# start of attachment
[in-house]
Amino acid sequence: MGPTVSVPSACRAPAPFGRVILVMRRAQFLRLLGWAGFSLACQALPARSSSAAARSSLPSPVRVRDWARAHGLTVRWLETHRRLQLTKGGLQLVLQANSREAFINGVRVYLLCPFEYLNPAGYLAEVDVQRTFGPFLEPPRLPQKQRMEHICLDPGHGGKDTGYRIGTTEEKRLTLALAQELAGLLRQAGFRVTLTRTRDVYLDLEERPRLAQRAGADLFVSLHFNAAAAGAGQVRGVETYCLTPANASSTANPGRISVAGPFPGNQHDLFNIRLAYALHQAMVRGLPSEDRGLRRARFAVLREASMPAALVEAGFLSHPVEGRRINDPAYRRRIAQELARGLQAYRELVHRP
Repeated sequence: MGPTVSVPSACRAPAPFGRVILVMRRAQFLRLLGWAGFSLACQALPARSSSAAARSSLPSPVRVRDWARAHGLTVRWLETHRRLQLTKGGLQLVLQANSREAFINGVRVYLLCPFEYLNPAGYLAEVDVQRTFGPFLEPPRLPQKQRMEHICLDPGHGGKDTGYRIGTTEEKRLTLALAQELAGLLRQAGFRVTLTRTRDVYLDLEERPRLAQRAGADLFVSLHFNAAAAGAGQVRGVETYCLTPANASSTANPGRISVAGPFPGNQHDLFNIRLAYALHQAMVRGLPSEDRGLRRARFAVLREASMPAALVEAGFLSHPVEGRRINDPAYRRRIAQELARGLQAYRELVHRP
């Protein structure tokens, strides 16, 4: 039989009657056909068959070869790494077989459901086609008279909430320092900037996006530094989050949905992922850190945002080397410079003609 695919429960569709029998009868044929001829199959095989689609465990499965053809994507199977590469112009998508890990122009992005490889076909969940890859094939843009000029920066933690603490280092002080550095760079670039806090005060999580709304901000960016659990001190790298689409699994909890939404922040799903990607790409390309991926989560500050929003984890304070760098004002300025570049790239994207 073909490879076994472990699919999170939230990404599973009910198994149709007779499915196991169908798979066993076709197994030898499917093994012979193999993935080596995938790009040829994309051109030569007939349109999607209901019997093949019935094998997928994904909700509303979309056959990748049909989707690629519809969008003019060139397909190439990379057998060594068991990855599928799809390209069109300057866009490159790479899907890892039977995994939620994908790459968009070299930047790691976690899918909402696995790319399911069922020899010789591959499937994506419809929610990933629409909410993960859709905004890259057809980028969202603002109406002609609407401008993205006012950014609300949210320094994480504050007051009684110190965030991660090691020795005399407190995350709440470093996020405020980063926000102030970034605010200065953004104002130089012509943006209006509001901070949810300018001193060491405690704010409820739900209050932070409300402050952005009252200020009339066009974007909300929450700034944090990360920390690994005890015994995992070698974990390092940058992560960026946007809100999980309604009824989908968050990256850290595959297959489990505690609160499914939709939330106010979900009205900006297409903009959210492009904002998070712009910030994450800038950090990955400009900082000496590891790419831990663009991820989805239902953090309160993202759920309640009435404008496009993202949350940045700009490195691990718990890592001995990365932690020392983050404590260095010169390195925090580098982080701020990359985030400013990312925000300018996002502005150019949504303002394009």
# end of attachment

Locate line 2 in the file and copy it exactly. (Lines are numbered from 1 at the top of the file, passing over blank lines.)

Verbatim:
Amino acid sequence: MGPTVSVPSACRAPAPFGRVILVMRRAQFLRLLGWAGFSLACQALPARSSSAAARSSLPSPVRVRDWARAHGLTVRWLETHRRLQLTKGGLQLVLQANSREAFINGVRVYLLCPFEYLNPAGYLAEVDVQRTFGPFLEPPRLPQKQRMEHICLDPGHGGKDTGYRIGTTEEKRLTLALAQELAGLLRQAGFRVTLTRTRDVYLDLEERPRLAQRAGADLFVSLHFNAAAAGAGQVRGVETYCLTPANASSTANPGRISVAGPFPGNQHDLFNIRLAYALHQAMVRGLPSEDRGLRRARFAVLREASMPAALVEAGFLSHPVEGRRINDPAYRRRIAQELARGLQAYRELVHRP